________________ CM . . . . Volume VII Number 6 . . . . November 17, 2000

cover Over the Edge.

Norah McClintock.
Markham, ON: Scholastic Canada, 2000.
216 pp., pbk., $5.99.
ISBN 0-590-24845-6.

Subject Headings:
Murder-Juvenile fiction.
Extortion-Juvenile fiction.
Detective and mystery stories.

Grades 8 and up / Ages 13 and up.

Review by Betsy Fraser.

*** /4


The Lookout is solid rock, a big bare slab of Canadian Shield that sticks out like an old man's bald head up above a forest of pine and spruce and birch. There was a certain logic to Peter being there. A guy who loved stars, out in the park, away from the lights of town, where you could get a really good look at the night sky.
    "Star-gazing, I bet," I said.
    Levesque shook his head. "He was at the bottom of the Lookout, not the top."
    That didn't make any sense. "What was he doing there?"
    This earned me another long look from Levesque. "I'm sorry to say, he wasn't breathing."
Chloe Yan was not thrilled when Louis Levesque became her stepfather, primarily because he became the Chief of Police in East Hastings and moved the entire family there from Montreal. Unlike her little sister, Chloe is not adjusting to the new town or to the new family arrangements. Even so, she is pulled into one of Levesque's cases after loner Peter Flosnick disappears. When his body is found later, his death is thought to be a suicide, but Peter's mother disagrees with the verdict. Chloe slowly starts to think that there might be something going on in this sleepy town as she uncovers several mysteries surrounding Peter and some of the school's most popular students. Can she discover the truth behind Peter's disappearance without endangering herself?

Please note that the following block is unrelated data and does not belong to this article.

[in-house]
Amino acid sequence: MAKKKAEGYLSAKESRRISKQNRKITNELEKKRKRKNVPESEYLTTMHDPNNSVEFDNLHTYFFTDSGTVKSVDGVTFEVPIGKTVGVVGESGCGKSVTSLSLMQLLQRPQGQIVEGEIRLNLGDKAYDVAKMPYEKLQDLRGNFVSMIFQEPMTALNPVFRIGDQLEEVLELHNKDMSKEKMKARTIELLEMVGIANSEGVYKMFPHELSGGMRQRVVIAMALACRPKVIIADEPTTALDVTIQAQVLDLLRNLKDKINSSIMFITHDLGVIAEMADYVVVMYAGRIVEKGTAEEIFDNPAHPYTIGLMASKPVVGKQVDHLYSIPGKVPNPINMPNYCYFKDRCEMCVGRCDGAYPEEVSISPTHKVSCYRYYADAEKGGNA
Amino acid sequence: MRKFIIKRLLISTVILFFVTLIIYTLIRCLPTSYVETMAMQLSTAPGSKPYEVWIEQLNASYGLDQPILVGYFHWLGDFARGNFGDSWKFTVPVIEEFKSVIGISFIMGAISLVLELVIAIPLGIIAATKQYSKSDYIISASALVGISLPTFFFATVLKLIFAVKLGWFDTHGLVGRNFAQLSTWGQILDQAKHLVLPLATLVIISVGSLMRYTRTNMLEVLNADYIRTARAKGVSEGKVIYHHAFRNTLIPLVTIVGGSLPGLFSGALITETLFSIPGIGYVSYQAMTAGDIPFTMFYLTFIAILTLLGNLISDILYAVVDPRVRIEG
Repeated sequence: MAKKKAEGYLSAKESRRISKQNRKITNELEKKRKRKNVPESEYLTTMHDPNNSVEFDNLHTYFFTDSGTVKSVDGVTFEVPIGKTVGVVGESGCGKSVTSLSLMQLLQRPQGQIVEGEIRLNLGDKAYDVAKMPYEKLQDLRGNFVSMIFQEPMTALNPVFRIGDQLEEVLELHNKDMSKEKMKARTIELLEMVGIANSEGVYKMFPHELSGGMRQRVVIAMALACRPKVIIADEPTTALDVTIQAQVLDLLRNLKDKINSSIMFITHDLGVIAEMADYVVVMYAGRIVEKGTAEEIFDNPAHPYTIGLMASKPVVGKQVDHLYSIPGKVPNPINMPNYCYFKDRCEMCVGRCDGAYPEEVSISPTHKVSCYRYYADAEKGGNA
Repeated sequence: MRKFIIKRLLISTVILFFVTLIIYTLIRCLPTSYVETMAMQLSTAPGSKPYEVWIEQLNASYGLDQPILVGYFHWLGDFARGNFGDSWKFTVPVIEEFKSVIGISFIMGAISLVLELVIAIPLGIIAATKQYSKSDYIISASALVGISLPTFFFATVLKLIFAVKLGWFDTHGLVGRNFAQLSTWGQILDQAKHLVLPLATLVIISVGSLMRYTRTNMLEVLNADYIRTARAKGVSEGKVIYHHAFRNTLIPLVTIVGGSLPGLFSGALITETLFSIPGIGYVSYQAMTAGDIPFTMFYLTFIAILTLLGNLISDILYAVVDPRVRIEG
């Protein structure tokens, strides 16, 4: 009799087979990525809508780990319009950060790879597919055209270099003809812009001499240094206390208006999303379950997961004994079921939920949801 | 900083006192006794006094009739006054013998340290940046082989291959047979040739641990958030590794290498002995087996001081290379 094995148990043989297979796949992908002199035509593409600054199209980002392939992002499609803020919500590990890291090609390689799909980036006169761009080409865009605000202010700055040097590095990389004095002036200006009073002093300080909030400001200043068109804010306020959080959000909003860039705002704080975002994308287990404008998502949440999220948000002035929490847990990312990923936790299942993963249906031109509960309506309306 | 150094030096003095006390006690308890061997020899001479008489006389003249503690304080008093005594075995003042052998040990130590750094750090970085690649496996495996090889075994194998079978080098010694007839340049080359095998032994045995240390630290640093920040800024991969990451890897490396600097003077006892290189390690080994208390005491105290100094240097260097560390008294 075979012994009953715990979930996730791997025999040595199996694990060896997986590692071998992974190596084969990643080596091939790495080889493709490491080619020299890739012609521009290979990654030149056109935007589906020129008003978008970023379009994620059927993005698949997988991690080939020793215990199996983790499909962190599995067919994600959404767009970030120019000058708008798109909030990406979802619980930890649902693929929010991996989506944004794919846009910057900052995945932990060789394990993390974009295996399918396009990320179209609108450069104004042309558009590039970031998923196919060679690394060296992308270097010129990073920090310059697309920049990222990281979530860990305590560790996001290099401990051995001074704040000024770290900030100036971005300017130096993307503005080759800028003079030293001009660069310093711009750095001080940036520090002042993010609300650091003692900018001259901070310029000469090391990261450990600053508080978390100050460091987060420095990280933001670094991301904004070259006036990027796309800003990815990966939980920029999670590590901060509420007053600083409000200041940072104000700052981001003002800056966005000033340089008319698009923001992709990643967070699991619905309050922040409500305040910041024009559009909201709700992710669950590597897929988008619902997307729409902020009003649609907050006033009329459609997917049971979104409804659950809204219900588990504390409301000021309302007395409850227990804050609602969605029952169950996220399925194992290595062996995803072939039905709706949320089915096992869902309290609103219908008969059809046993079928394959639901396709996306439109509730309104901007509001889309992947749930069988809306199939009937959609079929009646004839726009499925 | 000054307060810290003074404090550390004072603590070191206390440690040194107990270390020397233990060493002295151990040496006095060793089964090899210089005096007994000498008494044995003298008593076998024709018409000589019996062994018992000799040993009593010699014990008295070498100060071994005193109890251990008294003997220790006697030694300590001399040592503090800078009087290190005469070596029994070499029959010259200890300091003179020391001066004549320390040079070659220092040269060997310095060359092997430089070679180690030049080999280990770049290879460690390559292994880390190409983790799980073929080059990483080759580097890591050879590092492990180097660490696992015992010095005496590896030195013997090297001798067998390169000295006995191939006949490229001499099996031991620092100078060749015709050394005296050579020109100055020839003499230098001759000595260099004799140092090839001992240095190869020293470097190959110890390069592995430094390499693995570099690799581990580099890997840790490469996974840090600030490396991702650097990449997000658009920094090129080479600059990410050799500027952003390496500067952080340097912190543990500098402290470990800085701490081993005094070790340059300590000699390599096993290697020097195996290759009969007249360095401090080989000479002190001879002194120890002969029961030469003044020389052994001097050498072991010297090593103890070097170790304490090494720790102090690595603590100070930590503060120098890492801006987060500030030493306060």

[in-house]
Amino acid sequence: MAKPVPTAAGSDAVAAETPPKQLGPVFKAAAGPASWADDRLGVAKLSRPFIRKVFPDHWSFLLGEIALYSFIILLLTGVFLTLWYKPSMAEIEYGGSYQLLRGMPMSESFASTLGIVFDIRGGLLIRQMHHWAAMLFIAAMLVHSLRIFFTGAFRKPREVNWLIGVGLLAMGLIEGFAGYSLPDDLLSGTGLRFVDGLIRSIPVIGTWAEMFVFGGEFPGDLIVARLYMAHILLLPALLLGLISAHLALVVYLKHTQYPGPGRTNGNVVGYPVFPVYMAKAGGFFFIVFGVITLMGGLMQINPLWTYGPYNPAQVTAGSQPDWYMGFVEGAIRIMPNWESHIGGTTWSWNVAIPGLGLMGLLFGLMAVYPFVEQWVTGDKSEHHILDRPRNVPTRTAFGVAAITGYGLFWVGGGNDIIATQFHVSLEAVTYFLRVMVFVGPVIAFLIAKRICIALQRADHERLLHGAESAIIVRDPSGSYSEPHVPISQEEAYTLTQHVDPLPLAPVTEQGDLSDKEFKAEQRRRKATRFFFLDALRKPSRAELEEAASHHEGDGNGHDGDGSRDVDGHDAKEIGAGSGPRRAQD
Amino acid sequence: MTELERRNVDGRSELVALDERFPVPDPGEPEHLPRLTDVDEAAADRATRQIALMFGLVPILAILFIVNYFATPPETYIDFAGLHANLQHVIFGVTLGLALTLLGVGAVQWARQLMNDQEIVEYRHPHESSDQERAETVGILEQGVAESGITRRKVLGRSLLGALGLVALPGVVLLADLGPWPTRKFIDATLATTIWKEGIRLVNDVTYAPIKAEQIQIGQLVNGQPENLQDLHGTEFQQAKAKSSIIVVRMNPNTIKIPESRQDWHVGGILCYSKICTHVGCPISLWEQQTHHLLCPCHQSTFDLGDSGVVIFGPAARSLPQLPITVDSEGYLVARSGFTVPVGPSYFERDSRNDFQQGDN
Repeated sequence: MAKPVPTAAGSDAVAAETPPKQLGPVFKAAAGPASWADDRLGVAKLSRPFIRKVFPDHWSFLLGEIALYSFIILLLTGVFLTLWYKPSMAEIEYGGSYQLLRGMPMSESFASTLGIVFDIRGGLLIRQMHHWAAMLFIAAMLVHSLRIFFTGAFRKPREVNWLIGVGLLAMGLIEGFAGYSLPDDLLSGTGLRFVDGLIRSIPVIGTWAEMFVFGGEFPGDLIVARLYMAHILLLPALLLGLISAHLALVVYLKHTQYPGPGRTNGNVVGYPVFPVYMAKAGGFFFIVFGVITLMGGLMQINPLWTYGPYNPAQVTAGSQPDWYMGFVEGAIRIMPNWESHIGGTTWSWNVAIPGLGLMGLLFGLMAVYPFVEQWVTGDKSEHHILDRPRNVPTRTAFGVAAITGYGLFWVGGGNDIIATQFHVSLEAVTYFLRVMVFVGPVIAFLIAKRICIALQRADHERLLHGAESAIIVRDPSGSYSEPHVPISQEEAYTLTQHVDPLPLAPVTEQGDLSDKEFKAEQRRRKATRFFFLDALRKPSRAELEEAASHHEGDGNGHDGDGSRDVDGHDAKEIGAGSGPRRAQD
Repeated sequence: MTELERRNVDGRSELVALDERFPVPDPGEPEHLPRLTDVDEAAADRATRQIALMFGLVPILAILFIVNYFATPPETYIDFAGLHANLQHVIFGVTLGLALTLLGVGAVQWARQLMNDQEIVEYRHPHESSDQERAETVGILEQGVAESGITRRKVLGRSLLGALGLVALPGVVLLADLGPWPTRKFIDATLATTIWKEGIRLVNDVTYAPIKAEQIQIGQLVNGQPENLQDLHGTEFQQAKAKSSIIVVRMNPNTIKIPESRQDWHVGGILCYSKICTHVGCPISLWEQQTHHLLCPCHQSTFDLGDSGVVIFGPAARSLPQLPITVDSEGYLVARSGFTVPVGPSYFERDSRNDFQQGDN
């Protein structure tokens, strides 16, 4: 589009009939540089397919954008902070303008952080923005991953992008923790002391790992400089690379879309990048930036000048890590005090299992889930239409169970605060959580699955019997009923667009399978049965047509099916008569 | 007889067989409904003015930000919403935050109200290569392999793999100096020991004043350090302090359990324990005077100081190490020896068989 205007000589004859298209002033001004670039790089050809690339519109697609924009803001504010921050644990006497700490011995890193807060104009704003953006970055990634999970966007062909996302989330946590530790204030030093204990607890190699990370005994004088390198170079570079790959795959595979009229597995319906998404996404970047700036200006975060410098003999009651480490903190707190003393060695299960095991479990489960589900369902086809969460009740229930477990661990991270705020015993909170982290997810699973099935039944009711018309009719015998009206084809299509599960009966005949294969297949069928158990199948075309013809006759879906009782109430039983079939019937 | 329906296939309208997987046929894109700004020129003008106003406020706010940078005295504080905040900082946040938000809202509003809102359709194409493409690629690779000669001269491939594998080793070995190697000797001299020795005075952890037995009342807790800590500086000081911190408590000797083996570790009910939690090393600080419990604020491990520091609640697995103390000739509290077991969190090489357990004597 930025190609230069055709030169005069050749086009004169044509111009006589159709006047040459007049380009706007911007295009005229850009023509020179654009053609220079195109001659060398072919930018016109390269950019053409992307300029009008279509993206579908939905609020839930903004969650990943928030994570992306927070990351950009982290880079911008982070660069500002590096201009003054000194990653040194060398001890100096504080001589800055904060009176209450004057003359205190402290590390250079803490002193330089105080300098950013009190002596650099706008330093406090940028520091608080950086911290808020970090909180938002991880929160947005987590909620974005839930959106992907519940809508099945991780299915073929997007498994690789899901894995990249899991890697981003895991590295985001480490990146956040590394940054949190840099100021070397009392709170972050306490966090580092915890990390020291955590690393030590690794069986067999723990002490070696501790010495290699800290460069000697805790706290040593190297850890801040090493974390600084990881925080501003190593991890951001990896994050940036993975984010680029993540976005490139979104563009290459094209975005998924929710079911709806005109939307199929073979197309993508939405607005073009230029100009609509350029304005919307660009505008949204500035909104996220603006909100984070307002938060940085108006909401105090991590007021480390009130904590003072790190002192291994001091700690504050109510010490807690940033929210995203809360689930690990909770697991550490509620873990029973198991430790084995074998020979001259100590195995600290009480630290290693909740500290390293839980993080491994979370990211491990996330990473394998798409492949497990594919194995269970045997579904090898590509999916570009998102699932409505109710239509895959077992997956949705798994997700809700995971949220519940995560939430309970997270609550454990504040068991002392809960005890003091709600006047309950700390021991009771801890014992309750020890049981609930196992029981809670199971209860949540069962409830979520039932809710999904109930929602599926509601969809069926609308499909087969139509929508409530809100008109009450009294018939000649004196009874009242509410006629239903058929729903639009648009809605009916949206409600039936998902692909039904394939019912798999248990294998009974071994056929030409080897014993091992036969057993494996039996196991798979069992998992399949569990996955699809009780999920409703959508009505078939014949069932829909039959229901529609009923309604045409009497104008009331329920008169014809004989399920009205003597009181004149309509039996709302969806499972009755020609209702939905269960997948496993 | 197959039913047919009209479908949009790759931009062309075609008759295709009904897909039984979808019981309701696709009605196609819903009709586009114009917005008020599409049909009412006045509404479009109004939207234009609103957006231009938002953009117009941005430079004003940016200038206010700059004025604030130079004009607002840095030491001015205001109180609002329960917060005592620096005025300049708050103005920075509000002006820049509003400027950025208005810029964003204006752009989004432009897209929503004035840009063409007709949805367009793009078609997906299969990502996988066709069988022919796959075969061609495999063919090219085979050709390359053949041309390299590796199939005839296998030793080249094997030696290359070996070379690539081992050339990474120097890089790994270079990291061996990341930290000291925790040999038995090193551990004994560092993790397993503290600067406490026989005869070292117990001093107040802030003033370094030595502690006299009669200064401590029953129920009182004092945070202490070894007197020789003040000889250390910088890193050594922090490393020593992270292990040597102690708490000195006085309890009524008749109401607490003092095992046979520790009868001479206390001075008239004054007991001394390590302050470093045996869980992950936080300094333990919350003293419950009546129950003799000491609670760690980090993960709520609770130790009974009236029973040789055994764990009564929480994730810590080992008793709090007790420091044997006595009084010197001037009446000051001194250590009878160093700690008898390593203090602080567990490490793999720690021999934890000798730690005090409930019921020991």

This is an exciting book with a taut storyline that gradually becomes an involving suspense novel. Norah McClintock, three-time winner of the Arthur Ellis Award for Crime Fiction, has written a novel that will appeal to those teens who seek out stories of teens finding a place in a changing family situation as well as those who are fans of high school romance or mystery buffs. Chloe is a well-rounded and believable character who finds herself in a situation that soon spins out of her control. Levesque is an appealing supporting character who tries to do his job while balancing his investigation at Chloe's school with their home life. The other students at school provide a few pleasant surprises and manage not to remind the reader of many other high school novels.


Betsy Fraser is a librarian with Calgary Public Library.

To comment on this title or this review, send mail to cm@umanitoba.ca.

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ISSN 1201-9364